The Sound of Music: SMS Music Programs Continue to Grow

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Photo provided by Suffield Middle School

Mr. Cory Killian, Band Director, is pictured in a class working with sixth grade band students both in-person and on-line.

Despite some obstacles – including the current COVID-19 epidemic – the Suffield Middle School program continues to flourish as one of the strongest academic program the school offers its approximately 450 students on an annual basis.

“One of the things we are most proud of is that so many students want to be a part of our program. They look forward to engaging in one of the many music classes we offer,” said Laura Noonan, the middle school choral director and 24-year veteran of the school district.

All students at the middle school – which consists of students in grades 6, 7, and 8 – have the opportunity to participate in one of the three main courses offered at the school – Band, Chorus, or General Music – during the school day. Two of the courses, Band and Chorus, are performing ensembles. Students in those courses attend classes in large ensemble groupings as well as smaller-cohorted sectional rehearsals, approximately three times a week. The students prepare for concerts two times a year: in the early winter season, around the time of the holidays, and then again in the spring, sometime in early May.

“Our focus for these performances is to help the students realize the quality aspect of their growth as musicians both as individuals and as part of a larger ensemble,” said Corey Killian, the Suffield Middle School Band Director. “We want them to think of a broader perspective than they are accustomed, so the performance is not only enjoyable for the students involved, but the audience as well.”

Even for the non-performing course, General Music, the team of teachers are constantly creating learning opportunities of a high quality and diverse topics such as: how to read and write music, a thematic approach to music history and genres and sound system mechanics. Some of the students are learning how to play the ukulele.

“The General Music class has always been a way to reach kids who love music, but do not want to perform publicly,” said Noonan. “We feel that music is a part of everyone’s life, and we want to help them make it a part of their life as well.”

Based on current enrollments, it is evident that the students do want to be involved with such a quality program. Over the last five years, the percentage of middle school students involved in the two performing ensembles has grown exponentially. During the 2016-2017 school year, only 14 percent of the student population engaged in the band program. In the current school year (2020-2021), that number has mushroomed to just under 40 percent. In a similar fashion, the choral program has also seen an increase of student engagement of 20 percent in that same time period. Overall, the percentage of middle school students engaged in the performance ensembles has grown from 36 percent of the total student population to nearly double that percentage (71 percent) in just over a half of a decade.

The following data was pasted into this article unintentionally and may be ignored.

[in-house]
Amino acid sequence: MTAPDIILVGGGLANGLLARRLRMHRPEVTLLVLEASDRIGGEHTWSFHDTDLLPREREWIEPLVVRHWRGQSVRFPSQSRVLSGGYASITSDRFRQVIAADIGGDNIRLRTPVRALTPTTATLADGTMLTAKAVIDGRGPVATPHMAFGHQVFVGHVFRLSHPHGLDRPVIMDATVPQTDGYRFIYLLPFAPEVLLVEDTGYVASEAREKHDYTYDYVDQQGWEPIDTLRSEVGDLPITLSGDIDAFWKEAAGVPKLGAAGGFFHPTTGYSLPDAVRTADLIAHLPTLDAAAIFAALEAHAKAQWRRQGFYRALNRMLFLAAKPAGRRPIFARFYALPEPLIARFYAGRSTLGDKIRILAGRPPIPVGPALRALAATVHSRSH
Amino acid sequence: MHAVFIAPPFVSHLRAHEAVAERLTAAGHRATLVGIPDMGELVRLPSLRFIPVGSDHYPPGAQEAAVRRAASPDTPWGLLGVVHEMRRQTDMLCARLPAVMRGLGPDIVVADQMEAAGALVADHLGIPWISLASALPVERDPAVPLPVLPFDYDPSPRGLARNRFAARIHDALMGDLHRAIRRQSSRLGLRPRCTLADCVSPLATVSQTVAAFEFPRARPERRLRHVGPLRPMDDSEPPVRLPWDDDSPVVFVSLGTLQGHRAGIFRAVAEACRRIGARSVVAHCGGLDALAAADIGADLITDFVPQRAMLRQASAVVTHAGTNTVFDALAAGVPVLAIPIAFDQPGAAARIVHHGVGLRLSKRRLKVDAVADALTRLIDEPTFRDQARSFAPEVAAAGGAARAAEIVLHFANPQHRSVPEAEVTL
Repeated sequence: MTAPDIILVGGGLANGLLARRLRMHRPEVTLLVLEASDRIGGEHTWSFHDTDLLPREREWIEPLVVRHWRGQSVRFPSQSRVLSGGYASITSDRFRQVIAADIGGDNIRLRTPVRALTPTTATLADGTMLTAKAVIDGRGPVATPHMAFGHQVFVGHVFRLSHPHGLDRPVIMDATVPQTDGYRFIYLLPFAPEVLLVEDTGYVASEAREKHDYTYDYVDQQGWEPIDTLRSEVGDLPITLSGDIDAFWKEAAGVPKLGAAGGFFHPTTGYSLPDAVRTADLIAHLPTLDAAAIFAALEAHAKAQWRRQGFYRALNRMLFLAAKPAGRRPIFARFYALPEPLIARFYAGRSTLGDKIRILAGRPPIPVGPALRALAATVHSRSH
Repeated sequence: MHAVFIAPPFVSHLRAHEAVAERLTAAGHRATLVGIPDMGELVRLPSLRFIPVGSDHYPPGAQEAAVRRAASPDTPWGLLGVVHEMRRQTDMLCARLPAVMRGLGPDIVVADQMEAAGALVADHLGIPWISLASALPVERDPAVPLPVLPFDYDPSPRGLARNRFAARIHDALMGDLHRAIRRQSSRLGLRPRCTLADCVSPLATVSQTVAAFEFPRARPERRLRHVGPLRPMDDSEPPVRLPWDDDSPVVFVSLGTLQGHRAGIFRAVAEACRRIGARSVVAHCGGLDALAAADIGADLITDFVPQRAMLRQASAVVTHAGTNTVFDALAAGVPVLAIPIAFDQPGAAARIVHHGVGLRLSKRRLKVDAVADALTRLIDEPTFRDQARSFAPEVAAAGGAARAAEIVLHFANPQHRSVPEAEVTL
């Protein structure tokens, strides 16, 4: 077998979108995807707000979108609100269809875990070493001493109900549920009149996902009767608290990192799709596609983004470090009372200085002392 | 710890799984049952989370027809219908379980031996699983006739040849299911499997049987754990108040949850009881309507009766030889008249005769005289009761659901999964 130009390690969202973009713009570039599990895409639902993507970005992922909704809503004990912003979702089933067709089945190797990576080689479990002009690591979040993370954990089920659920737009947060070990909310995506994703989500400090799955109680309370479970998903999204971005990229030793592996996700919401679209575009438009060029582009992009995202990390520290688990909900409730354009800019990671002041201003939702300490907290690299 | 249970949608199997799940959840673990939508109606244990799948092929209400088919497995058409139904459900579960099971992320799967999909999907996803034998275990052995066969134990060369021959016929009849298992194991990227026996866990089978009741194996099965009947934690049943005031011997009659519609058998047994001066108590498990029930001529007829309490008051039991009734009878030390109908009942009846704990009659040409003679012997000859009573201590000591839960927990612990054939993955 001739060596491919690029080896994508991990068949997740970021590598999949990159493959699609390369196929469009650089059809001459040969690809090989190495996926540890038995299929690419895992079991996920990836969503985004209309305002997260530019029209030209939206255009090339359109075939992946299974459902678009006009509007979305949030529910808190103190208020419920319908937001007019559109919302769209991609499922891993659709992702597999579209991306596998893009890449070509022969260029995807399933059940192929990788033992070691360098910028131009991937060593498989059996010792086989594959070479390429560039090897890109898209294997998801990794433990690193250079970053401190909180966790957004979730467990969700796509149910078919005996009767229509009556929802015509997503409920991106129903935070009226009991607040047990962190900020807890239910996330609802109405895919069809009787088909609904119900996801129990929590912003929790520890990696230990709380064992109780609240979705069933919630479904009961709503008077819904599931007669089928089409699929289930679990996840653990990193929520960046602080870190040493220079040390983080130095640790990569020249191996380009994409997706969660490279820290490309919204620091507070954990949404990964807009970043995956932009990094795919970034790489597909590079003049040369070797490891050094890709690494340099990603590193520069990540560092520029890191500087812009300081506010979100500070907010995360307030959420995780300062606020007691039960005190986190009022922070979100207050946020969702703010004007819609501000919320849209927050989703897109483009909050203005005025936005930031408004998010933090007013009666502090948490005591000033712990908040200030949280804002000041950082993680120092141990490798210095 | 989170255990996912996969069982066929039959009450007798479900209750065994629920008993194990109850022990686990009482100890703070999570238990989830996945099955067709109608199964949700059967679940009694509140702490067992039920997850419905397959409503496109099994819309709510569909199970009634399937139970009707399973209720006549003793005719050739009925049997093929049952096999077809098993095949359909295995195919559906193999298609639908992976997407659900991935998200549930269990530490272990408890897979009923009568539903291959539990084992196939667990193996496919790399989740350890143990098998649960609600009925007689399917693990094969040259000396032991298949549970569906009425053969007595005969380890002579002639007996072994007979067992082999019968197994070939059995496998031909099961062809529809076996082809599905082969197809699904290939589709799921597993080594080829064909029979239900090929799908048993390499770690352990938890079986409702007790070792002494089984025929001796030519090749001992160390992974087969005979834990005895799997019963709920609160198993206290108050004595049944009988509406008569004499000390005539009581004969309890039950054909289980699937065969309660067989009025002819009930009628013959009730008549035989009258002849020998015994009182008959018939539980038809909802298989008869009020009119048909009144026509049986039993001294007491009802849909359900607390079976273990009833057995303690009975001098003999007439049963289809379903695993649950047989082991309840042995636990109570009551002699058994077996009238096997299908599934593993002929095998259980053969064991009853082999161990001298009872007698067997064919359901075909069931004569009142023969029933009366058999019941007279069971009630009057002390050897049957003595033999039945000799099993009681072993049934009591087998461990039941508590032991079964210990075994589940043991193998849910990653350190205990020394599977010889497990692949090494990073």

The value of this type of growth extends beyond the music hallway where the student musicians perfect their craft. According to a study published by the National Association for Musical Education (2015), schools with strong music programs have higher promotion (graduation) rates and a rate of daily student attendance over 94 percent. Additionally, a similar study completed the same year by the Areté Music Academy, located in New Jersey, found that students involved in strong musical programs worked better in teams, had enhanced critical thinking skills, and pursued higher educational opportunities more frequently.

Given this level of potential positive impact on their students’ growth, it’s no wonder that the middle school music teachers were concerned this past August about the viability of maintaining such rich learning experiences for their students amidst the COVID-19 fallout.

“Coming into this year,” said Killian, “Our number one priority was keeping our students safe.”

The preparation for that began in early summer, when Killian, Noonan, and Amy Wilson, the Band Director for McAlister Intermediate School, worked with Superintendent Timothy Van Tasel and both schools’ administrative teams to plan for the upcoming year. The teacher team reviewed papers from national organizations, as well as the guidance provided by the Connecticut Department of Education, to see what would be feasible given all the safety protocols suggested by those organizations.

Without skipping a beat, the teachers worked with building administrators and Larry Plano, the District Facility Director, to change classroom venues, increase air flow in each location where the courses were being held. They creatively schedule smaller ensemble groupings, and provide students with access to materials such as prepared masks that allowed them to safely play their instruments. Additionally, the teachers learned new on-line platforms and other technologies, such as how to incorporate the improved cameras connected to their classroom computers to keep the courses available to students attending classes virtually.

In addition to the pandemic, the department is also facing other obstacles, such as where to house their ever-growing program. The rooms designated for the band and choral ensembles may have been better suited for the size of those programs when the building first housed the middle school in 2002. However, given the recent growth of the music program, district and town officials are working with the music teachers to problem solve potential resolutions for the future.

“We really feel that our music program can become something the whole district would be proud of,” said Killian. “Music can change students’ lives for the better in so many ways.”

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